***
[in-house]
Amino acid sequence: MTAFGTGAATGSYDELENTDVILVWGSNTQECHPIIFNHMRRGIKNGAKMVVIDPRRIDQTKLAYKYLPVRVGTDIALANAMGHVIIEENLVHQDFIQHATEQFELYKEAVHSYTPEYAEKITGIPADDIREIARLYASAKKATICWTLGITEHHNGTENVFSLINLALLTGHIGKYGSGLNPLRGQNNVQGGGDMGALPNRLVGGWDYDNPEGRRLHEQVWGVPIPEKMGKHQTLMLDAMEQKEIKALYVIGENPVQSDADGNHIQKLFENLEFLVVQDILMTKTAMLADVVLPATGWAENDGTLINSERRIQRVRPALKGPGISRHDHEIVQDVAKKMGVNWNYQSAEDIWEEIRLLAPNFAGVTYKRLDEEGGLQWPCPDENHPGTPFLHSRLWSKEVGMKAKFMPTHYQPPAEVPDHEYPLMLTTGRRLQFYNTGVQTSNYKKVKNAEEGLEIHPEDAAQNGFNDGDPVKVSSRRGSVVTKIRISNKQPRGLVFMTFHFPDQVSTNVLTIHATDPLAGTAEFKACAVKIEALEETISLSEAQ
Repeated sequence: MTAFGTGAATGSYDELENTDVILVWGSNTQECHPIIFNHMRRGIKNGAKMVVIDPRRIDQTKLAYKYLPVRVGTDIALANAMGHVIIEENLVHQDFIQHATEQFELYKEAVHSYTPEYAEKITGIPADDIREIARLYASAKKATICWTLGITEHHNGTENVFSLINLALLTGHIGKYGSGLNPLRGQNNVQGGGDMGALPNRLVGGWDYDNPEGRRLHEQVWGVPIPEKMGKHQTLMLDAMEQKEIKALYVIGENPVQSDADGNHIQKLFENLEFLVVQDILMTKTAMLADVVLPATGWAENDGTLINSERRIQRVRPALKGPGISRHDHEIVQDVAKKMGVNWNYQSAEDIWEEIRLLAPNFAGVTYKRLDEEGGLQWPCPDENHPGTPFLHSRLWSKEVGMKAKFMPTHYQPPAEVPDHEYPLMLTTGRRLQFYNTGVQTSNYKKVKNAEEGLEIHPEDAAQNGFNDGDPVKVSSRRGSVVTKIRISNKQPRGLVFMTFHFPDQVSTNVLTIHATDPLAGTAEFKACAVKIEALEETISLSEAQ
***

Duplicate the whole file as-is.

[in-house]
Amino acid sequence: MTAFGTGAATGSYDELENTDVILVWGSNTQECHPIIFNHMRRGIKNGAKMVVIDPRRIDQTKLAYKYLPVRVGTDIALANAMGHVIIEENLVHQDFIQHATEQFELYKEAVHSYTPEYAEKITGIPADDIREIARLYASAKKATICWTLGITEHHNGTENVFSLINLALLTGHIGKYGSGLNPLRGQNNVQGGGDMGALPNRLVGGWDYDNPEGRRLHEQVWGVPIPEKMGKHQTLMLDAMEQKEIKALYVIGENPVQSDADGNHIQKLFENLEFLVVQDILMTKTAMLADVVLPATGWAENDGTLINSERRIQRVRPALKGPGISRHDHEIVQDVAKKMGVNWNYQSAEDIWEEIRLLAPNFAGVTYKRLDEEGGLQWPCPDENHPGTPFLHSRLWSKEVGMKAKFMPTHYQPPAEVPDHEYPLMLTTGRRLQFYNTGVQTSNYKKVKNAEEGLEIHPEDAAQNGFNDGDPVKVSSRRGSVVTKIRISNKQPRGLVFMTFHFPDQVSTNVLTIHATDPLAGTAEFKACAVKIEALEETISLSEAQ
Repeated sequence: MTAFGTGAATGSYDELENTDVILVWGSNTQECHPIIFNHMRRGIKNGAKMVVIDPRRIDQTKLAYKYLPVRVGTDIALANAMGHVIIEENLVHQDFIQHATEQFELYKEAVHSYTPEYAEKITGIPADDIREIARLYASAKKATICWTLGITEHHNGTENVFSLINLALLTGHIGKYGSGLNPLRGQNNVQGGGDMGALPNRLVGGWDYDNPEGRRLHEQVWGVPIPEKMGKHQTLMLDAMEQKEIKALYVIGENPVQSDADGNHIQKLFENLEFLVVQDILMTKTAMLADVVLPATGWAENDGTLINSERRIQRVRPALKGPGISRHDHEIVQDVAKKMGVNWNYQSAEDIWEEIRLLAPNFAGVTYKRLDEEGGLQWPCPDENHPGTPFLHSRLWSKEVGMKAKFMPTHYQPPAEVPDHEYPLMLTTGRRLQFYNTGVQTSNYKKVKNAEEGLEIHPEDAAQNGFNDGDPVKVSSRRGSVVTKIRISNKQPRGLVFMTFHFPDQVSTNVLTIHATDPLAGTAEFKACAVKIEALEETISLSEAQ